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3.10  ·  Rating details ·  50 ratings  ·  14 reviews
Marty always believed the lab-grown foods he helped produce were miraculous. But in his childhood home of Lucban, real miracles are occurring: artificial food is being transformed into delicious, sustaining produce. As he visits the home he left behind, the vibrant and colorful festival jerks him into a past he both hungers for and wants to forget.

At the Publisher's reques
ebook, 20 pages
Published August 12th 2015 by Tor Books
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Average rating 3.10  · 
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Aug 04, 2018 rated it liked it

He remembers thinking, It can’t be a miracle, because we’ve already INVENTED the miracle.

science, nature, and religion all weigh in on the matter of food. in this near-future philippines, natural food'll kill ya, with all of its diseases and toxins, while bioengineered food is safe and oh-so-delicious, just like real food! i mean, listen to this:

Marty takes a bite of the roasted chicken. It’s delicious. He feels a swell of pride. He helped make these things. Not directly—that was the research te
Mar 07, 2016 rated it liked it
Shelves: short-fiction, eating
“Real food! Real food! Real veggies, real fruit!”

Imagine - food created in a lab that is healthy, safe and won't make you fat.

Marty remembers the great glass houses they passed on their way to Lucban, lining the fields stretched beneath Mt. Banahaw. Piles of corn and rice, endless rows of pineapple and root crop, stewing in their meticulously engineered domes, more delicious than nature could ever make them. Simply more than God could ever make them.

Would you even miss the real stuff?

Aling Merri
Sep 24, 2016 rated it did not like it
i didn't get it ...more
Paulo Vinicius Figueiredo dos Santos
Como será a nossa alimentação no futuro? Já deve ter passado pelas nossas cabeças entender como a indústria alimentícia vai manter as necessidades da população ao mesmo tempo em que imagina uma forma mais saudável para que elas se manifestem. Viveremos de sementes, de comidas orgânicas ou os alimentos serão mais práticos assim como nossos pratos de macarrão instantâneo de todos os dias? Isabel Yap cria uma narrativa muito interessante ao se questionar sobre o que é melhor: um alimento natural e ...more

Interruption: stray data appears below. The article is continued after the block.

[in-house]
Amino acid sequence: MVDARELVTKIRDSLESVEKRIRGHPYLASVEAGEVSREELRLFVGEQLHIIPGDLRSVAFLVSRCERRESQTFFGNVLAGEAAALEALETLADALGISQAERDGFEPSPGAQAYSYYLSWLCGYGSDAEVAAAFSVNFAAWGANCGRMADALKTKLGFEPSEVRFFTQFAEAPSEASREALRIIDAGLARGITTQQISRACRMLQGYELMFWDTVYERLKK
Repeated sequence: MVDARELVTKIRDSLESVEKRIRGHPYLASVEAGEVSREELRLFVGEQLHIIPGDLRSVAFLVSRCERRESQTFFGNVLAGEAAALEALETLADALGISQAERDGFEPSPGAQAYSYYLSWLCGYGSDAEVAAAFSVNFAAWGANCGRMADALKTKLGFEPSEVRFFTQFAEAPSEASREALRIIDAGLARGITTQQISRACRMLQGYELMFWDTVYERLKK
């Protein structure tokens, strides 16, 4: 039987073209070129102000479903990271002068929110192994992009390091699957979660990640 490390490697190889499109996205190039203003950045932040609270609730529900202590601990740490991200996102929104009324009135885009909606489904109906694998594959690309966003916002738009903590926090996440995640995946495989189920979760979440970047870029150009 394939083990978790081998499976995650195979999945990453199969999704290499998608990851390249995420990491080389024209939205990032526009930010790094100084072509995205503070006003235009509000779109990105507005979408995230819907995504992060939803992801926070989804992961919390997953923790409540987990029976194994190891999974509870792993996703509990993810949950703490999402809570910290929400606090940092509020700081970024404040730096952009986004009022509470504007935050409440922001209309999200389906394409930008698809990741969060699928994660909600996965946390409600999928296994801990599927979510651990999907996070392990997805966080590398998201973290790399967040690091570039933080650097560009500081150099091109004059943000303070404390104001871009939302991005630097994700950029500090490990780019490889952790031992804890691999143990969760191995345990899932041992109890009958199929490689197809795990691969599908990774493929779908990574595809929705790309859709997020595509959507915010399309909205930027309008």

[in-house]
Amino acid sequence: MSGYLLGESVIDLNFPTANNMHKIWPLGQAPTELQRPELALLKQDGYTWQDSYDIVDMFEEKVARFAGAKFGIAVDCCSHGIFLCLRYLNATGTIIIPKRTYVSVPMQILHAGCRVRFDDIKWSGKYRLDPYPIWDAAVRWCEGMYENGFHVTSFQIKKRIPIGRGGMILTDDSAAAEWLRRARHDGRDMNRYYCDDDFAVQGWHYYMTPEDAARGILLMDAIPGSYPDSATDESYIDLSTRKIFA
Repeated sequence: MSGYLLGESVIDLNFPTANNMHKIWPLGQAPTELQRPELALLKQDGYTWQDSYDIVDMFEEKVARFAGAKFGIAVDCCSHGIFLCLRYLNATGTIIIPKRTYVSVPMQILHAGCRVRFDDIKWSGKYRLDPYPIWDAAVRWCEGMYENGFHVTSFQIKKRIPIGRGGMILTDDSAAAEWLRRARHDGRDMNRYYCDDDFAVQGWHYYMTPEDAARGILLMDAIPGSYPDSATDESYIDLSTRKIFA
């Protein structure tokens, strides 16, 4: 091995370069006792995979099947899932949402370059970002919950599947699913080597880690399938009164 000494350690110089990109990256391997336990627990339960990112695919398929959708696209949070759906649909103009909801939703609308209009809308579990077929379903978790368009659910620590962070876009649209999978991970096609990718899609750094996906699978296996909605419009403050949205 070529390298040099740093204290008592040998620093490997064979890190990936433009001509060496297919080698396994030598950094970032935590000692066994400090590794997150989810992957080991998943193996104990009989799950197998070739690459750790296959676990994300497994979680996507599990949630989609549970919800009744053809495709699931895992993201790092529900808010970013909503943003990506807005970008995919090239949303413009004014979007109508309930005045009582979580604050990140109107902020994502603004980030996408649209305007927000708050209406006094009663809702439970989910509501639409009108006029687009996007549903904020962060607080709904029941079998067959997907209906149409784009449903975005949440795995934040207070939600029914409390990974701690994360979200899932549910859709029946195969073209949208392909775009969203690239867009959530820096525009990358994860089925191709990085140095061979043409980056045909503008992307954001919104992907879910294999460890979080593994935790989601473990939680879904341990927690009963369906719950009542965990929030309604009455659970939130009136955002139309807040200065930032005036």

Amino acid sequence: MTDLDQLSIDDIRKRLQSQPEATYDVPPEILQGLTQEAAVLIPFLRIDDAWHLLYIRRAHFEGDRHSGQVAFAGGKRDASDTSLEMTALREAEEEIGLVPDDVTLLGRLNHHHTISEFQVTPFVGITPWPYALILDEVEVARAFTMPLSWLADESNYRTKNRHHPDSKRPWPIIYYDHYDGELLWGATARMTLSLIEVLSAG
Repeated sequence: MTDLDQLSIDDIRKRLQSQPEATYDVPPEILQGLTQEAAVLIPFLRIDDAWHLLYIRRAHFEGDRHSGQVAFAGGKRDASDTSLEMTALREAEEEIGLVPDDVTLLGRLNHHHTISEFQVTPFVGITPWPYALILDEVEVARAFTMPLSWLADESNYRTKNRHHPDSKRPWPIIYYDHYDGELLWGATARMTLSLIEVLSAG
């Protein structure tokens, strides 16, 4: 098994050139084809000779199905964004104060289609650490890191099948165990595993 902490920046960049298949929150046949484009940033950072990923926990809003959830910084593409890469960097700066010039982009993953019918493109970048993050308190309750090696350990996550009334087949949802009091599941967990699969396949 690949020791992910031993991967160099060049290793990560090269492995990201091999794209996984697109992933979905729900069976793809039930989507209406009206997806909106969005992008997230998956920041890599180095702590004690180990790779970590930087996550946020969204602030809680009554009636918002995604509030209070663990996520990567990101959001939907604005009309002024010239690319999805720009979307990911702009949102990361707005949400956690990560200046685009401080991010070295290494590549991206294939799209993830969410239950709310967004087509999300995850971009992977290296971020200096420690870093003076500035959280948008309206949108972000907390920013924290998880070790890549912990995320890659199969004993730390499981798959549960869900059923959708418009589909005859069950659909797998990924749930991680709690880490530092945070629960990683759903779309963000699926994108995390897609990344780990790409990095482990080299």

Jan 23, 2021 rated it liked it
gorgeous cover. reminds me of ishiguro's short, the gourmet re food politics and philosophy. ...more
Sep 21, 2020 rated it liked it
[ short fiction ]

Thought-provoking concept and competent execution, but it didn't quite come together at the end for me.
Apr 24, 2021 rated it liked it
Shelves: kindle
Historia muy corta, futurista.

Un concepto interesante: la oportunidad de los pobres de comer, aunque sea comida artificial, en una fiesta. Los riesgos siempre son los mismos ante el hambre.
Aug 14, 2015 rated it it was ok
I got too caught up in the (I'm guessing) tagalog to really enjoy the story. It took me three tries to realize that Mang Kikoy is some sort of hired hand - more than a butler but not family. And Marty's actual family (besides his wife and children) are conspicuously absent, despite his stated desire to see them.

Regardless of that, the notion of all of our food being replaced by bioengineered millet is not all that sci-fi. But I find it highly unlikely that *everything* will be replaced eventual
Dec 28, 2015 rated it liked it
Shelves: sci-fi
This short story would fit perfectly in a (Windup Girl) Paolo Bacigalupi's anthology because of its themes and its plot. It is set in a future where all the food is lab grown and lab produced. Then, one day, something unexpected starts occurring: during a religious procession, the lab grown food is turned into the real one. The "miracle" deeply shakes the faith in science of Marty, and brings up back long forgotten memories from his childhood.
An interesting read, I am looking forward reading mor
Sep 28, 2015 rated it liked it
Shelves: tor-com
Interesting short about a future where no natural foods are available and have been substituted by engineered food which is almost, but not quite, as good as the real thing. The action takes place during a traditional festival in the Philippines. My only complaint is that it is quite confusing, at least to begin with, provably due to my lack of knowledge about the culture in the Philippines, but a bit more inobstrusive explanation would have gone a long way in improving the story.
Maggie Gordon
A quick and focused look at human reactions to food politics in the future. How would people feel about "real" food when we have access to perfectly safe, expertly balanced, manufactured food? Is artificial something we can easily get behind? Throw in some unexplained miracles and you have the beginnings of an interesting story. I would love to see this one expanded into a novel. ...more
Aug 23, 2015 rated it really liked it
Shelves: fantasy, short-story
The story gives an interesting look at food in the future. Real food, with all its health issues, vs. vat-grown totally-safe artificial stuff.
Oct 23, 2015 rated it liked it
I fear this world is not very far away.
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Dec 05, 2015
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Isabel Yap writes fiction and poetry, works in the tech industry, and drinks lots of tea. She grew up in the Philippines, and has lived in San Francisco, the Bay Area, Boston, and London.

In 2013 she received her degree in Marketing from Santa Clara University, and also attended the Clarion Writers Workshop. In 2020 she obtained her MBA from Harvard Business School. She likes reading manga, playing

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